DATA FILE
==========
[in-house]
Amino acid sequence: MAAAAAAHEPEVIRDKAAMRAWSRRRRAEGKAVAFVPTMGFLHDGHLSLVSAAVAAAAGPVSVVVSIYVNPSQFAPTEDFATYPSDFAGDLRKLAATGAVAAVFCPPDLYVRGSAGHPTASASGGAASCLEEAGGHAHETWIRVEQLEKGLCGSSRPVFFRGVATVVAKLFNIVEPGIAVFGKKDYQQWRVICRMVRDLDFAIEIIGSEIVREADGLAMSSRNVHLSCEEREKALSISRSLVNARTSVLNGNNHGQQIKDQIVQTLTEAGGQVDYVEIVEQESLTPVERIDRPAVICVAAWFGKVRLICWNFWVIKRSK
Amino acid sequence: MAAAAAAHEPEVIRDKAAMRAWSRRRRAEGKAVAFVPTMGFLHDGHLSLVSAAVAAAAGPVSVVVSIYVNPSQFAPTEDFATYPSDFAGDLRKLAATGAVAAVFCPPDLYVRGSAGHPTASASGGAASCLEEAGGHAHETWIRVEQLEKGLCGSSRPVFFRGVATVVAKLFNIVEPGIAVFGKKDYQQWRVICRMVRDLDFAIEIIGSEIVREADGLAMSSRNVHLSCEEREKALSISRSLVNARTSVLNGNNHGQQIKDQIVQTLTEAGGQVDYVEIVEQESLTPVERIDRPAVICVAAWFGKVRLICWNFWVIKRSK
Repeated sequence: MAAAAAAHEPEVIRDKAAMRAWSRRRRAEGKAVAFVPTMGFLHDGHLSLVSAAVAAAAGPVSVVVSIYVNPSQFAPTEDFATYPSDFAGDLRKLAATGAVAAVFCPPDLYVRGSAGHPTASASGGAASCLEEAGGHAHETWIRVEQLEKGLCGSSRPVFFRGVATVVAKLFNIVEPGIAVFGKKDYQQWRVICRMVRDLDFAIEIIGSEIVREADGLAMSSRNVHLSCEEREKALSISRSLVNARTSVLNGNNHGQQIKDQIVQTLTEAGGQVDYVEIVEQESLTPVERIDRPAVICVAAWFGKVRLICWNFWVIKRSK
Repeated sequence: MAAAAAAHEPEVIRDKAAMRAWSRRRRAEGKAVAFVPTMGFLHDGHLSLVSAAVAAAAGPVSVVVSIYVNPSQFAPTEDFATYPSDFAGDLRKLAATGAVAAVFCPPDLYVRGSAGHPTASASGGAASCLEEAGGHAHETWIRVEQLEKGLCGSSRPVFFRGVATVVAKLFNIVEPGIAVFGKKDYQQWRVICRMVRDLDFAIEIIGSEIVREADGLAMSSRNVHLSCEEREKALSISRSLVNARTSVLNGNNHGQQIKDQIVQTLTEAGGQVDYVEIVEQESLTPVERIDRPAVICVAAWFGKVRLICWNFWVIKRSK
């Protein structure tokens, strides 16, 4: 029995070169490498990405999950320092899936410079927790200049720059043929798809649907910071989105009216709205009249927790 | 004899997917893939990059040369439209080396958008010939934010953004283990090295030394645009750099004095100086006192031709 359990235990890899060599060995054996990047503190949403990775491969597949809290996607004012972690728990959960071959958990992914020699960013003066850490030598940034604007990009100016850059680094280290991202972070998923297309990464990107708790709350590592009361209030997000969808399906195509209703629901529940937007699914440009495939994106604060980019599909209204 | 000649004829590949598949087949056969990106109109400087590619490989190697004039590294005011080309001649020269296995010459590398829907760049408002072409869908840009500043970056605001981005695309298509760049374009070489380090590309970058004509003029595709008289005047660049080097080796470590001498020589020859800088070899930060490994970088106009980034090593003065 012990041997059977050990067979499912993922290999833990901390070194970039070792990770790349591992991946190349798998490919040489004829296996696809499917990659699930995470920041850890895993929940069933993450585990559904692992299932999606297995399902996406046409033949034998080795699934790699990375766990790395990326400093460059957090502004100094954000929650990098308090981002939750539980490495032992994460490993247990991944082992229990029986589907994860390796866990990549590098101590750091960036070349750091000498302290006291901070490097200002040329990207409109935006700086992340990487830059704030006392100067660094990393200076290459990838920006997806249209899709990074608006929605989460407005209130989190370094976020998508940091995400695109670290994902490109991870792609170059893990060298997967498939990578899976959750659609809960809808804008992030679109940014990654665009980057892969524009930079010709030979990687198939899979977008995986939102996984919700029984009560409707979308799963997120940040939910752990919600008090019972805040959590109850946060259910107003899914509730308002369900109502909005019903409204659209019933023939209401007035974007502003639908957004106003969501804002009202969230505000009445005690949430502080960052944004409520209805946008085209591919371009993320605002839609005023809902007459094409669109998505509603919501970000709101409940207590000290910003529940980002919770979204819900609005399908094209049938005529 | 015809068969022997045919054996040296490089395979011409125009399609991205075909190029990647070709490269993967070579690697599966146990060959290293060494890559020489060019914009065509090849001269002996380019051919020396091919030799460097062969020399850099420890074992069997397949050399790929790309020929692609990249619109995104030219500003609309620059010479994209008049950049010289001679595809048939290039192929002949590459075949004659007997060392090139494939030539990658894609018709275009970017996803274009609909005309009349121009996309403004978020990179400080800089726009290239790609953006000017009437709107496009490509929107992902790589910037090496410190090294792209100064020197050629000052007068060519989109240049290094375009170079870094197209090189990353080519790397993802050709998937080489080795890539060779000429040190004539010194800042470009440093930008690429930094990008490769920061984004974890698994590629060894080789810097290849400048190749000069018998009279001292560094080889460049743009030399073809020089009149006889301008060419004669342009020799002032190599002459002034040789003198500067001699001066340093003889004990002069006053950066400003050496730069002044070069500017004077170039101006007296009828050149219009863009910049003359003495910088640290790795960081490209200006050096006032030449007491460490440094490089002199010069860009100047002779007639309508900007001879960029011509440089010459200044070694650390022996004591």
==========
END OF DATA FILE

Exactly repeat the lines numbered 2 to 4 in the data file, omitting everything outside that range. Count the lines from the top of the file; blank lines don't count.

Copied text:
Amino acid sequence: MAAAAAAHEPEVIRDKAAMRAWSRRRRAEGKAVAFVPTMGFLHDGHLSLVSAAVAAAAGPVSVVVSIYVNPSQFAPTEDFATYPSDFAGDLRKLAATGAVAAVFCPPDLYVRGSAGHPTASASGGAASCLEEAGGHAHETWIRVEQLEKGLCGSSRPVFFRGVATVVAKLFNIVEPGIAVFGKKDYQQWRVICRMVRDLDFAIEIIGSEIVREADGLAMSSRNVHLSCEEREKALSISRSLVNARTSVLNGNNHGQQIKDQIVQTLTEAGGQVDYVEIVEQESLTPVERIDRPAVICVAAWFGKVRLICWNFWVIKRSK
Amino acid sequence: MAAAAAAHEPEVIRDKAAMRAWSRRRRAEGKAVAFVPTMGFLHDGHLSLVSAAVAAAAGPVSVVVSIYVNPSQFAPTEDFATYPSDFAGDLRKLAATGAVAAVFCPPDLYVRGSAGHPTASASGGAASCLEEAGGHAHETWIRVEQLEKGLCGSSRPVFFRGVATVVAKLFNIVEPGIAVFGKKDYQQWRVICRMVRDLDFAIEIIGSEIVREADGLAMSSRNVHLSCEEREKALSISRSLVNARTSVLNGNNHGQQIKDQIVQTLTEAGGQVDYVEIVEQESLTPVERIDRPAVICVAAWFGKVRLICWNFWVIKRSK
Repeated sequence: MAAAAAAHEPEVIRDKAAMRAWSRRRRAEGKAVAFVPTMGFLHDGHLSLVSAAVAAAAGPVSVVVSIYVNPSQFAPTEDFATYPSDFAGDLRKLAATGAVAAVFCPPDLYVRGSAGHPTASASGGAASCLEEAGGHAHETWIRVEQLEKGLCGSSRPVFFRGVATVVAKLFNIVEPGIAVFGKKDYQQWRVICRMVRDLDFAIEIIGSEIVREADGLAMSSRNVHLSCEEREKALSISRSLVNARTSVLNGNNHGQQIKDQIVQTLTEAGGQVDYVEIVEQESLTPVERIDRPAVICVAAWFGKVRLICWNFWVIKRSK